Home Mortgage Disclosure Act (HMDA) and Regulation C

home mortgage disclosure act
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The Home Mortgage Disclosure Act (HMDA), implemented by regulation C, has been in effect for almost four decades. It mandates mortgage lenders to submit information about their lending practices. Here, you’ll learn about Home Mortgage Disclosure Act and its purpose, why it’s important, and how to get HMDA data online.

What Is the Home Mortgage Disclosure Act?

The Home Mortgage Disclosure Act (HMDA) is a federal law passed in 1975 that compels mortgage lenders to preserve records of critical information about their lending operations and disclose it to regulatory agencies. It was implemented by the Federal Reserve through Regulation C. In 2011, the Consumer Financial Protection Agency (CFPB) took over the rule-writing authority of Regulation C.

Understanding the Home Mortgage Disclosure Act

Regulation C and the Home Mortgage Disclosure Act both include obligations for regulatory filings and public disclosures. Title 12, Chapter 29 of the United States Code contains the full Home Mortgage Disclosure Act. Regulation C is also an important component of the Act. The Federal Reserve issued Regulation C to supplement the Act’s obligations and to specify certain additional standards that banks must follow.

In general, the principal goals of the Home Mortgage Disclosure Act and Regulation C are to monitor mortgage lenders’ geographic targets, provide a method to identify exploitative or discriminatory lending practices, and disclose mortgage market information to the government. The HMDA also supports government-sponsored community investment initiatives by providing a tool for analyzing resource allocation.

Government agencies, consumer groups, and bank examiners utilize the data to determine compliance with different federal fair housing and credit regulations, such as the Equal Credit Opportunity Act, the Fair Housing Act, the Community Reinvestment Act (CRA), and state laws.

In line with the Home Mortgage Disclosure Act of 1975, the Federal Financial Institutions Examination Council (FFIEC) was tasked in 1980 with easing public access to mortgage information from financial institutions.

The HMDA requires lenders to identify the gender, color, and income of persons applying for or acquiring mortgages, but the information is anonymized in the records.

What is the Purpose Of The Home Mortgage Disclosure Act?

After growing worries about credit constraints in particular urban, often minority neighborhoods, the Home Mortgage Disclosure Act was enacted. Congress believed that some mortgage lending organizations were contributing to diminishing growth in particular areas by rejecting home mortgages to otherwise qualified applicants when enacting the statute.

As a result, the major goal of HMDA and Regulation C is to keep track of the geographic areas served by mortgage lenders. It also demonstrates whether financial institutions meet the housing needs of the areas in which they operate.

The HMDA statute was also a useful instrument for public officials to track public investments in regions where they were needed. Through timely reporting, the Act aids in the oversight of community investment initiatives sponsored by government entities.

HMDA data demonstrates whether resources are being utilized properly to benefit community activities. The 1989 FIRREA amendment requires lenders to gather and submit data on application characteristics to assist government officials in identifying predatory lending practices that may undermine equitable housing credit access and enforcing anti-discrimination regulations.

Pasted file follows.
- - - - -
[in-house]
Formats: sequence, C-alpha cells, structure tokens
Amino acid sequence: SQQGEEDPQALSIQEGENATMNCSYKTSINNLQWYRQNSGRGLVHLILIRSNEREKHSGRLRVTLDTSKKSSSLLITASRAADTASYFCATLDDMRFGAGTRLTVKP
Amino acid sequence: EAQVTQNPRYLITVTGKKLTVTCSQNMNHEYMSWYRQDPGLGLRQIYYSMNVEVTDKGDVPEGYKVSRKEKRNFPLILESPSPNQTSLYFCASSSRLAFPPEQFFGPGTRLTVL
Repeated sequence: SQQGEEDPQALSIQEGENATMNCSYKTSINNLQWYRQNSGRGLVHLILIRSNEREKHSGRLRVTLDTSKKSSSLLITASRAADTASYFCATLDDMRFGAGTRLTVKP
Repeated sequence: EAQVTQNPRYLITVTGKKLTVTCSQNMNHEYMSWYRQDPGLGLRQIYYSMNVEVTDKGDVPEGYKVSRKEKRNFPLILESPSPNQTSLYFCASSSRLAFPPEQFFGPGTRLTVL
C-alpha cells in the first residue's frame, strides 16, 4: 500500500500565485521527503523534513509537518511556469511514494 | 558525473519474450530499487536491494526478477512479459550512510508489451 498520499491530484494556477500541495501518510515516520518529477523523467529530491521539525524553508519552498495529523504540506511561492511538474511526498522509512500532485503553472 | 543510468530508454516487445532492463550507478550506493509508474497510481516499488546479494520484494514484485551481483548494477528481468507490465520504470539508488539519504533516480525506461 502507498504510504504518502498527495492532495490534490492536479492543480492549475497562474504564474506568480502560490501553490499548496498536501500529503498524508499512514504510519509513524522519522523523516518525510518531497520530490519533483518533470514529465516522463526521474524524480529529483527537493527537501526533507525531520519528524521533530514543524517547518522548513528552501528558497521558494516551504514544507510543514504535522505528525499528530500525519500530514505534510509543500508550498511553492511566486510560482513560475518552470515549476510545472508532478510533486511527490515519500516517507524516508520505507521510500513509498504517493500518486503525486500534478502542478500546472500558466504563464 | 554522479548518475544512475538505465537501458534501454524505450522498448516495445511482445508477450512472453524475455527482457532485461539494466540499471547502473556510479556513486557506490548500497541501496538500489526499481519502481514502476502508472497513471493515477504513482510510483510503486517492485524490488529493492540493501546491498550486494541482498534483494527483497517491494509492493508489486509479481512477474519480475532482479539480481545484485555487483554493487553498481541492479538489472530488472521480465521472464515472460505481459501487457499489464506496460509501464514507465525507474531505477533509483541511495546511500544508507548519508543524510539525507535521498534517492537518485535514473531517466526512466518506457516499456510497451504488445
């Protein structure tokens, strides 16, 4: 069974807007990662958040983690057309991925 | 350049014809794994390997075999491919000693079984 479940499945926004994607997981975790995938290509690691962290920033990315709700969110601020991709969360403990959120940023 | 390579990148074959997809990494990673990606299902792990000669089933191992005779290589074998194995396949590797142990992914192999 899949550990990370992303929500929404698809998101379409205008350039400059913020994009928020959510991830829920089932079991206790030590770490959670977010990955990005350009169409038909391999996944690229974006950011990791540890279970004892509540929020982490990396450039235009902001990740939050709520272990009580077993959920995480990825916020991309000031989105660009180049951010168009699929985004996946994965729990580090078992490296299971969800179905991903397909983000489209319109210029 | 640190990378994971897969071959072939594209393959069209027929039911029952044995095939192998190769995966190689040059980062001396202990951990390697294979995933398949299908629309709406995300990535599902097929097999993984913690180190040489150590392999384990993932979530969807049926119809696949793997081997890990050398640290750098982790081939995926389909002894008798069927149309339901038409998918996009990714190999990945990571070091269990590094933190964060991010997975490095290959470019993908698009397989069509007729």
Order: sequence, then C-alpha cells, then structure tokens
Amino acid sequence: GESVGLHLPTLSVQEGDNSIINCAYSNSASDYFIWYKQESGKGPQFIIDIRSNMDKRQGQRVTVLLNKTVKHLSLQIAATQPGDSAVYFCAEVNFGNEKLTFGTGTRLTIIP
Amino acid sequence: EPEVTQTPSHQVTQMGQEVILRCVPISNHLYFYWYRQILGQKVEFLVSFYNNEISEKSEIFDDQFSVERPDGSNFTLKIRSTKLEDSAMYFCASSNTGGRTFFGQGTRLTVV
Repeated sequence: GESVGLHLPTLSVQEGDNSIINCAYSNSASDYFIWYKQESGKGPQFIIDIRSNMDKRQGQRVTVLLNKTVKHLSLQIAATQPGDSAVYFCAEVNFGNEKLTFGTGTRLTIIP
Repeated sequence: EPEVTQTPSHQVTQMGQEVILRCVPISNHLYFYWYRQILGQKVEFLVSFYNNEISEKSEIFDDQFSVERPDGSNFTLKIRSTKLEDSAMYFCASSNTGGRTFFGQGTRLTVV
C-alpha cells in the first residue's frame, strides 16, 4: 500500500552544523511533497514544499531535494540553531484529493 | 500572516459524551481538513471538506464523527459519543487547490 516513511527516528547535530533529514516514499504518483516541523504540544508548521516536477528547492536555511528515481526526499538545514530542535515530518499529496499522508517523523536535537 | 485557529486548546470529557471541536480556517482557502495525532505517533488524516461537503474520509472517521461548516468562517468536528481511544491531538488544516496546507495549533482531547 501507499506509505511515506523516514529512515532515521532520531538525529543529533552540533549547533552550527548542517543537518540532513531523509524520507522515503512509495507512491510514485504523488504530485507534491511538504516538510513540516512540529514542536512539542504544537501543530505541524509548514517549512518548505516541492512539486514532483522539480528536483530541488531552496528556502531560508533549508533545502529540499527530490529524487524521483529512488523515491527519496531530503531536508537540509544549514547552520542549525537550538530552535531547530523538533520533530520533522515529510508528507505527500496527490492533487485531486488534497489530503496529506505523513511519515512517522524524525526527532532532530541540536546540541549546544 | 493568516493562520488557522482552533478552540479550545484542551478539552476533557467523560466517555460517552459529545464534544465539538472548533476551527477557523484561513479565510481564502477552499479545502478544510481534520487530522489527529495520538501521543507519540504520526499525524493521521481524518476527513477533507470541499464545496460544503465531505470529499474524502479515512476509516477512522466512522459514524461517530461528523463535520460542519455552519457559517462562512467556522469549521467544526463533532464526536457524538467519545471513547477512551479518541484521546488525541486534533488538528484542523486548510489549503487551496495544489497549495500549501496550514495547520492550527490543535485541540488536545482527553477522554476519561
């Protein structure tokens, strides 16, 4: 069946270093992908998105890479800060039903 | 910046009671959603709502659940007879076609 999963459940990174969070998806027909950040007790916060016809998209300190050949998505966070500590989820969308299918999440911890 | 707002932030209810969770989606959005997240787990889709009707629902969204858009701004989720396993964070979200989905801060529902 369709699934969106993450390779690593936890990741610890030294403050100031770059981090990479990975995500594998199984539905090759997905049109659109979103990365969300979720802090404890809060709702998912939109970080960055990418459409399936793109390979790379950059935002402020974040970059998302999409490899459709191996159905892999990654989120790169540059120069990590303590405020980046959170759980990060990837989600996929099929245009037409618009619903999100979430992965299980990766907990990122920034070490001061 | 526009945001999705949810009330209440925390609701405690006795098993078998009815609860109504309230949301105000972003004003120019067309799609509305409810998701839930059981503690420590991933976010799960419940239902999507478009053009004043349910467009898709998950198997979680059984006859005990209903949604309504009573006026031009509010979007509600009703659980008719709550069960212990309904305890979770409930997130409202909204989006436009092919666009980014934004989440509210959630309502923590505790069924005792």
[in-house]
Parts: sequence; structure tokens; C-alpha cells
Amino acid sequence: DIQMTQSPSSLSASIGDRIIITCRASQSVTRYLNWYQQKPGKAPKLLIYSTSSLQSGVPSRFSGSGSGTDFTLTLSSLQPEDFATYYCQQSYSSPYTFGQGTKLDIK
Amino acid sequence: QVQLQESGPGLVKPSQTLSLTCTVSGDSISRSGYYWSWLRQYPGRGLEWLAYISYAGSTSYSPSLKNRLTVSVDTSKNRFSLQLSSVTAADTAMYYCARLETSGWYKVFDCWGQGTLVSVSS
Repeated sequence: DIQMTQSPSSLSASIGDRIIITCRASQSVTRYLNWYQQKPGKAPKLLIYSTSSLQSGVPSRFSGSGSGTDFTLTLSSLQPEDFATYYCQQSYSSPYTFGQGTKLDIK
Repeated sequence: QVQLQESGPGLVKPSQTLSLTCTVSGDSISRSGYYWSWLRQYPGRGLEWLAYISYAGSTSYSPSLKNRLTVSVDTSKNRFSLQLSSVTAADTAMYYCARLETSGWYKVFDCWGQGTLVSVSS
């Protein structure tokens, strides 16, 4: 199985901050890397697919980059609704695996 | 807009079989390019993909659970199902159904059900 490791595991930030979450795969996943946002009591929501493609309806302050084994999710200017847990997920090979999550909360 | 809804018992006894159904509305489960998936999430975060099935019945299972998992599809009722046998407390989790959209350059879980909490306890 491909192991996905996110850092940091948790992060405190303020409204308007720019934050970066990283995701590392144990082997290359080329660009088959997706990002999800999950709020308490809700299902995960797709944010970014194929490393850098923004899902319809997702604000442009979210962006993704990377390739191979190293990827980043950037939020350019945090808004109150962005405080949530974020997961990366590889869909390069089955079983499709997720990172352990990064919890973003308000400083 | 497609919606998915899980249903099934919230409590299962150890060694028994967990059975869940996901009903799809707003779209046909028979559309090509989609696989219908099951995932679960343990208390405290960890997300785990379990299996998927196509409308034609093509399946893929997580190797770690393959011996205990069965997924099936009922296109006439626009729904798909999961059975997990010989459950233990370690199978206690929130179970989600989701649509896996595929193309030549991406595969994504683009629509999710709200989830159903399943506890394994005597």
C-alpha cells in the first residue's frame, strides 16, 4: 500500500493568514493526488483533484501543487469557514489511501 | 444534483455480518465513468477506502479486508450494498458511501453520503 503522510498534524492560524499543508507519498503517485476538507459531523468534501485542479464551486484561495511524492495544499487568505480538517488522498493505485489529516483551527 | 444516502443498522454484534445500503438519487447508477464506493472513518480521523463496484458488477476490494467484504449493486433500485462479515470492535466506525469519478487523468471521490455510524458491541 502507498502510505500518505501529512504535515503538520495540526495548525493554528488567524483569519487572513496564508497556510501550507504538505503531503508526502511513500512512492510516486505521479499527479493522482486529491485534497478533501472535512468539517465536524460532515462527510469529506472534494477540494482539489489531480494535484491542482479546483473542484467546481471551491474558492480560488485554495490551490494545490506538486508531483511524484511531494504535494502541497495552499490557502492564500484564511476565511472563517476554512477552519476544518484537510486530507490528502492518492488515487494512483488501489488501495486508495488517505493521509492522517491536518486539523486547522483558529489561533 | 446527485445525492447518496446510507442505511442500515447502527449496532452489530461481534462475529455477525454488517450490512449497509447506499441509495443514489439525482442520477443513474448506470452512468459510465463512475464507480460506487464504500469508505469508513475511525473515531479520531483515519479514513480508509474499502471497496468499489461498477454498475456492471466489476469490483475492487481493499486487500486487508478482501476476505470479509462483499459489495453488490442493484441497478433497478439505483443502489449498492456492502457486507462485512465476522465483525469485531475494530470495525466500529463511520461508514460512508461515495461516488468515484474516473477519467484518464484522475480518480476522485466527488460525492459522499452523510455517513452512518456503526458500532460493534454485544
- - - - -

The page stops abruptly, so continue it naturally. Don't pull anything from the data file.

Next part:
Data from the HMDA is utilized to uncover the root causes of housing credit discrimination. When there is a reasonable suspicion of discrimination, the regulatory investigation focuses on whether specific classes of applicants were denied housing credit for reasons other than acceptable qualities, such as insufficient collateral.

The law does not establish a quota system of mortgage loan allocation in each geographical area where mortgage lenders are located, nor does it set rules on the specific activities of lenders.

HMDA Reporting

Some mortgage lenders are obliged by HMDA and Regulation C to keep records of specific mortgage lending information for reporting purposes. In 2019, 5,496 lenders reported 8.1 million loan originations, accounting for 88% of all expected loan originations in the United States5.

The CFPB released a final rule in April 2020 that increased the data-reporting criteria for collecting and reporting data on closed-end mortgage loans under the HMDA from 25 to 100 loans, beginning July 1, 2020.6

HMDA data enables regulators to examine mortgage loan and lending patterns in a variety of categories, including the number of pre-approvals made, mortgages granted, loan amounts, and the purposes of individual loans. The federal reporting also goes into considerable depth about the approvals of other government-sponsored loans, such as those from the Federal Housing Administration, Farm Service Agency, Rural Housing Services, and Veterans Affairs.

Federal Regulation C requires lenders to prominently display a poster in each branch office lobby with information on accessing their unique HMDA statistics.7 These statistics are also available to the public for free online at the CFPB data repository.

While these figures are obviously of interest to prospective borrowers, they may also be a valuable research tool for investors looking into banking and lending businesses. An investor can simply determine whether or not a lender’s main business is increasing by comparing statistics from the last few years.

What is the Significance of HMDA Reporting?

HMDA statistics are a comprehensive source of publicly available information on the mortgage industry in the United States. The reporting is critical for gaining a better picture of who obtains credit and which banks provide mortgages. This information also assists regulators in identifying symptoms of mortgage discrimination.

HMDA reporting can provide lenders with useful performance data.

“It can teach us a lot about our own business, what our colleagues are doing, and where we may differ and/or align,” says Kimberly Wachtel of Inlanta Mortgage in Pewaukee, Wisconsin. “Lenders can better serve their communities when they are more in tune with loan performance.” Financial institutions should evaluate their data on a regular basis , ensuring that their loan data matches their lending strategy.”

What information is included in HMDA reporting?